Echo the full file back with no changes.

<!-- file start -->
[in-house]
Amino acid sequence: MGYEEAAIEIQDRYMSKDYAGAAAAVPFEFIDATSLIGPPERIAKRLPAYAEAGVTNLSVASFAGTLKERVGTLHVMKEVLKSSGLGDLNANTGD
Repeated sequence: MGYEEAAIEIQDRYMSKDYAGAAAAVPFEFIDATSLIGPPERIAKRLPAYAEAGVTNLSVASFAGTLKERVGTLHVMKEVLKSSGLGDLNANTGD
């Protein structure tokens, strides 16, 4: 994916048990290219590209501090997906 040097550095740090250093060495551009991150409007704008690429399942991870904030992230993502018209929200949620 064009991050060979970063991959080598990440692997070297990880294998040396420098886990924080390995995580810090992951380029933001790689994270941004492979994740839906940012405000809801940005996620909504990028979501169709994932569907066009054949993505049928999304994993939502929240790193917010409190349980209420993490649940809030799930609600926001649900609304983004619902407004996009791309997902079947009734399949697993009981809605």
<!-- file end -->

[in-house]
Amino acid sequence: MGYEEAAIEIQDRYMSKDYAGAAAAVPFEFIDATSLIGPPERIAKRLPAYAEAGVTNLSVASFAGTLKERVGTLHVMKEVLKSSGLGDLNANTGD
Repeated sequence: MGYEEAAIEIQDRYMSKDYAGAAAAVPFEFIDATSLIGPPERIAKRLPAYAEAGVTNLSVASFAGTLKERVGTLHVMKEVLKSSGLGDLNANTGD
């Protein structure tokens, strides 16, 4: 994916048990290219590209501090997906 040097550095740090250093060495551009991150409007704008690429399942991870904030992230993502018209929200949620 064009991050060979970063991959080598990440692997070297990880294998040396420098886990924080390995995580810090992951380029933001790689994270941004492979994740839906940012405000809801940005996620909504990028979501169709994932569907066009054949993505049928999304994993939502929240790193917010409190349980209420993490649940809030799930609600926001649900609304983004619902407004996009791309997902079947009734399949697993009981809605």